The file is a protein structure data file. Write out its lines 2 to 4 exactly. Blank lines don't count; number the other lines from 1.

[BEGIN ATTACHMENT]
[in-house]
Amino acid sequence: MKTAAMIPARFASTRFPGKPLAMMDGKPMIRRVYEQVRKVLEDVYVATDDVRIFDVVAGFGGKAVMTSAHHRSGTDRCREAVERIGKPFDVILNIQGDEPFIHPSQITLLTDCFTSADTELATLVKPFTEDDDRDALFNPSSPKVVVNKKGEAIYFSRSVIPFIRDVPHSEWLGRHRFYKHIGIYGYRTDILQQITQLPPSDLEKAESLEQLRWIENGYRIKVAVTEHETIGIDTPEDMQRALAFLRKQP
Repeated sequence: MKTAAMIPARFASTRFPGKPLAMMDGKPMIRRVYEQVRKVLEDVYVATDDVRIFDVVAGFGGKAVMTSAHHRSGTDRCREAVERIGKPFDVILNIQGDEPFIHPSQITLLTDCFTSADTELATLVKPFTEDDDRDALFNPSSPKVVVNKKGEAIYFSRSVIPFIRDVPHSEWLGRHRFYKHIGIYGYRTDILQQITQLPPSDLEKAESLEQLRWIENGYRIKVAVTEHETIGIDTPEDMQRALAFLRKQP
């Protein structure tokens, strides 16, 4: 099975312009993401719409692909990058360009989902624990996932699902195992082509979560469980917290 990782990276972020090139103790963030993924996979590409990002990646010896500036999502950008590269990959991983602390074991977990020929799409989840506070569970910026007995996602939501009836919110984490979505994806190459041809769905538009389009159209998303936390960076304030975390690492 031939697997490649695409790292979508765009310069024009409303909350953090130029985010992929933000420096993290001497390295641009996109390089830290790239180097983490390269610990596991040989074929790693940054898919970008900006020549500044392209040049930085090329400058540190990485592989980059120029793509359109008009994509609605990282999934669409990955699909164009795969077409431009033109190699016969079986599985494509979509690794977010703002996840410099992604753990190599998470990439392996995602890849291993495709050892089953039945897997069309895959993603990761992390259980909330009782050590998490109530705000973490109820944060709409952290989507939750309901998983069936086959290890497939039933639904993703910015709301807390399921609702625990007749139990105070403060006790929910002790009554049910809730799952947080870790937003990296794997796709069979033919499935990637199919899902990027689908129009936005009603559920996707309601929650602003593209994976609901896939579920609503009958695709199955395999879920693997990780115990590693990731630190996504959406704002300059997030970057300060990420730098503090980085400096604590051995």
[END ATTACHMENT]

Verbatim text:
Amino acid sequence: MKTAAMIPARFASTRFPGKPLAMMDGKPMIRRVYEQVRKVLEDVYVATDDVRIFDVVAGFGGKAVMTSAHHRSGTDRCREAVERIGKPFDVILNIQGDEPFIHPSQITLLTDCFTSADTELATLVKPFTEDDDRDALFNPSSPKVVVNKKGEAIYFSRSVIPFIRDVPHSEWLGRHRFYKHIGIYGYRTDILQQITQLPPSDLEKAESLEQLRWIENGYRIKVAVTEHETIGIDTPEDMQRALAFLRKQP
Repeated sequence: MKTAAMIPARFASTRFPGKPLAMMDGKPMIRRVYEQVRKVLEDVYVATDDVRIFDVVAGFGGKAVMTSAHHRSGTDRCREAVERIGKPFDVILNIQGDEPFIHPSQITLLTDCFTSADTELATLVKPFTEDDDRDALFNPSSPKVVVNKKGEAIYFSRSVIPFIRDVPHSEWLGRHRFYKHIGIYGYRTDILQQITQLPPSDLEKAESLEQLRWIENGYRIKVAVTEHETIGIDTPEDMQRALAFLRKQP
């Protein structure tokens, strides 16, 4: 099975312009993401719409692909990058360009989902624990996932699902195992082509979560469980917290 990782990276972020090139103790963030993924996979590409990002990646010896500036999502950008590269990959991983602390074991977990020929799409989840506070569970910026007995996602939501009836919110984490979505994806190459041809769905538009389009159209998303936390960076304030975390690492 031939697997490649695409790292979508765009310069024009409303909350953090130029985010992929933000420096993290001497390295641009996109390089830290790239180097983490390269610990596991040989074929790693940054898919970008900006020549500044392209040049930085090329400058540190990485592989980059120029793509359109008009994509609605990282999934669409990955699909164009795969077409431009033109190699016969079986599985494509979509690794977010703002996840410099992604753990190599998470990439392996995602890849291993495709050892089953039945897997069309895959993603990761992390259980909330009782050590998490109530705000973490109820944060709409952290989507939750309901998983069936086959290890497939039933639904993703910015709301807390399921609702625990007749139990105070403060006790929910002790009554049910809730799952947080870790937003990296794997796709069979033919499935990637199919899902990027689908129009936005009603559920996707309601929650602003593209994976609901896939579920609503009958695709199955395999879920693997990780115990590693990731630190996504959406704002300059997030970057300060990420730098503090980085400096604590051995």